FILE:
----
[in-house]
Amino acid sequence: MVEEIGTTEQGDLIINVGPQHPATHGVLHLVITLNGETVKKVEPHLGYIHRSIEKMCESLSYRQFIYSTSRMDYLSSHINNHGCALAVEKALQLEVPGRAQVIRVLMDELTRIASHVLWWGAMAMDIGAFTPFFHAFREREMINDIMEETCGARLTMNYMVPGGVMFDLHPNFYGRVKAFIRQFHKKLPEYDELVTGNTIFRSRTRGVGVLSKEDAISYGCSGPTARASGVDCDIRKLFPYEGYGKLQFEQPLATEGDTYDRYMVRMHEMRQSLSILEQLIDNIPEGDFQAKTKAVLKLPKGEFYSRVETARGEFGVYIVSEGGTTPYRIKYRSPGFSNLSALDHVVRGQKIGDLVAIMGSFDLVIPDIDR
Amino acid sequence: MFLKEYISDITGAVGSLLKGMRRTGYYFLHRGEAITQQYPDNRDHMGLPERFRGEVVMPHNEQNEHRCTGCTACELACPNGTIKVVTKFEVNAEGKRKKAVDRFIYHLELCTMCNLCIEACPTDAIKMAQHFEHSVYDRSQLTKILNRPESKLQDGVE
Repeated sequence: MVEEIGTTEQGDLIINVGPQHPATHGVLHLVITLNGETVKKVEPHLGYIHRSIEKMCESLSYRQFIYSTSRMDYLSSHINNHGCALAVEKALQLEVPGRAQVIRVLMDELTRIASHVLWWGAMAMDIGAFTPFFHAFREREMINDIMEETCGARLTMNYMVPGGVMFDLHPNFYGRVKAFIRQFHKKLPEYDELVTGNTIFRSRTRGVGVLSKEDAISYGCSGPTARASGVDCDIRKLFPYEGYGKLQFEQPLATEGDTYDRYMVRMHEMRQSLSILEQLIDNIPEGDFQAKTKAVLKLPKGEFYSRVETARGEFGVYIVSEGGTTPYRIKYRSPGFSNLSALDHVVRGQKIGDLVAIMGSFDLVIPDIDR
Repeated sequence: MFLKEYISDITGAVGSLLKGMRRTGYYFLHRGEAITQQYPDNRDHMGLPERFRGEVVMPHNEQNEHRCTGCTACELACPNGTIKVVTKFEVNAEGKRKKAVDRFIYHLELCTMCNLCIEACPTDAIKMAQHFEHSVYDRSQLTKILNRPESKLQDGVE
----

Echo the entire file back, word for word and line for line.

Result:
[in-house]
Amino acid sequence: MVEEIGTTEQGDLIINVGPQHPATHGVLHLVITLNGETVKKVEPHLGYIHRSIEKMCESLSYRQFIYSTSRMDYLSSHINNHGCALAVEKALQLEVPGRAQVIRVLMDELTRIASHVLWWGAMAMDIGAFTPFFHAFREREMINDIMEETCGARLTMNYMVPGGVMFDLHPNFYGRVKAFIRQFHKKLPEYDELVTGNTIFRSRTRGVGVLSKEDAISYGCSGPTARASGVDCDIRKLFPYEGYGKLQFEQPLATEGDTYDRYMVRMHEMRQSLSILEQLIDNIPEGDFQAKTKAVLKLPKGEFYSRVETARGEFGVYIVSEGGTTPYRIKYRSPGFSNLSALDHVVRGQKIGDLVAIMGSFDLVIPDIDR
Amino acid sequence: MFLKEYISDITGAVGSLLKGMRRTGYYFLHRGEAITQQYPDNRDHMGLPERFRGEVVMPHNEQNEHRCTGCTACELACPNGTIKVVTKFEVNAEGKRKKAVDRFIYHLELCTMCNLCIEACPTDAIKMAQHFEHSVYDRSQLTKILNRPESKLQDGVE
Repeated sequence: MVEEIGTTEQGDLIINVGPQHPATHGVLHLVITLNGETVKKVEPHLGYIHRSIEKMCESLSYRQFIYSTSRMDYLSSHINNHGCALAVEKALQLEVPGRAQVIRVLMDELTRIASHVLWWGAMAMDIGAFTPFFHAFREREMINDIMEETCGARLTMNYMVPGGVMFDLHPNFYGRVKAFIRQFHKKLPEYDELVTGNTIFRSRTRGVGVLSKEDAISYGCSGPTARASGVDCDIRKLFPYEGYGKLQFEQPLATEGDTYDRYMVRMHEMRQSLSILEQLIDNIPEGDFQAKTKAVLKLPKGEFYSRVETARGEFGVYIVSEGGTTPYRIKYRSPGFSNLSALDHVVRGQKIGDLVAIMGSFDLVIPDIDR
Repeated sequence: MFLKEYISDITGAVGSLLKGMRRTGYYFLHRGEAITQQYPDNRDHMGLPERFRGEVVMPHNEQNEHRCTGCTACELACPNGTIKVVTKFEVNAEGKRKKAVDRFIYHLELCTMCNLCIEACPTDAIKMAQHFEHSVYDRSQLTKILNRPESKLQDGVE